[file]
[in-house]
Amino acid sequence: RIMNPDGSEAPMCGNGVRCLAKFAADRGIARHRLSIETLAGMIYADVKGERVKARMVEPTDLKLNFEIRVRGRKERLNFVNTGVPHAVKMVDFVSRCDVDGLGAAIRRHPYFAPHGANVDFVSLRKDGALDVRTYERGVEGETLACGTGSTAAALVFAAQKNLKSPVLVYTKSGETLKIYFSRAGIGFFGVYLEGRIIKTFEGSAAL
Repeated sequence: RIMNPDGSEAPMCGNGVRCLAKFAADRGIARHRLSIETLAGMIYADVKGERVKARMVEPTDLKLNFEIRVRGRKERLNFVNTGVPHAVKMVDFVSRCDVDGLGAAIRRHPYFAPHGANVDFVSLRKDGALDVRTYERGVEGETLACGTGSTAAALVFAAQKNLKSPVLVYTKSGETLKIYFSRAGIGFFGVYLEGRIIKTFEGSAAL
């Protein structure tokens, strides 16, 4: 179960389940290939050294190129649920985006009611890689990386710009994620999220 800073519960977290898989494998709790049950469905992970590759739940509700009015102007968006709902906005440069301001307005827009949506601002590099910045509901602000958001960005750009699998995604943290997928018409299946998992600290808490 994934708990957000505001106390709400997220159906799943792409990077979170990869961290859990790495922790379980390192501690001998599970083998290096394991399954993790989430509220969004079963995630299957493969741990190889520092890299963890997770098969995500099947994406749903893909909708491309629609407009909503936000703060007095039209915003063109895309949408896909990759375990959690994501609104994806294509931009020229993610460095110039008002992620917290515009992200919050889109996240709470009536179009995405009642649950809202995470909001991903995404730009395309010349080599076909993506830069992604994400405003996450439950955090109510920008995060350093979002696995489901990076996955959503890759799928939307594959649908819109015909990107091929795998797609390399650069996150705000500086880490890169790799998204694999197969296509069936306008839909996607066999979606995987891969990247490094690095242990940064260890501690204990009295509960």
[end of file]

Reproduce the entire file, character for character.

[in-house]
Amino acid sequence: RIMNPDGSEAPMCGNGVRCLAKFAADRGIARHRLSIETLAGMIYADVKGERVKARMVEPTDLKLNFEIRVRGRKERLNFVNTGVPHAVKMVDFVSRCDVDGLGAAIRRHPYFAPHGANVDFVSLRKDGALDVRTYERGVEGETLACGTGSTAAALVFAAQKNLKSPVLVYTKSGETLKIYFSRAGIGFFGVYLEGRIIKTFEGSAAL
Repeated sequence: RIMNPDGSEAPMCGNGVRCLAKFAADRGIARHRLSIETLAGMIYADVKGERVKARMVEPTDLKLNFEIRVRGRKERLNFVNTGVPHAVKMVDFVSRCDVDGLGAAIRRHPYFAPHGANVDFVSLRKDGALDVRTYERGVEGETLACGTGSTAAALVFAAQKNLKSPVLVYTKSGETLKIYFSRAGIGFFGVYLEGRIIKTFEGSAAL
């Protein structure tokens, strides 16, 4: 179960389940290939050294190129649920985006009611890689990386710009994620999220 800073519960977290898989494998709790049950469905992970590759739940509700009015102007968006709902906005440069301001307005827009949506601002590099910045509901602000958001960005750009699998995604943290997928018409299946998992600290808490 994934708990957000505001106390709400997220159906799943792409990077979170990869961290859990790495922790379980390192501690001998599970083998290096394991399954993790989430509220969004079963995630299957493969741990190889520092890299963890997770098969995500099947994406749903893909909708491309629609407009909503936000703060007095039209915003063109895309949408896909990759375990959690994501609104994806294509931009020229993610460095110039008002992620917290515009992200919050889109996240709470009536179009995405009642649950809202995470909001991903995404730009395309010349080599076909993506830069992604994400405003996450439950955090109510920008995060350093979002696995489901990076996955959503890759799928939307594959649908819109015909990107091929795998797609390399650069996150705000500086880490890169790799998204694999197969296509069936306008839909996607066999979606995987891969990247490094690095242990940064260890501690204990009295509960």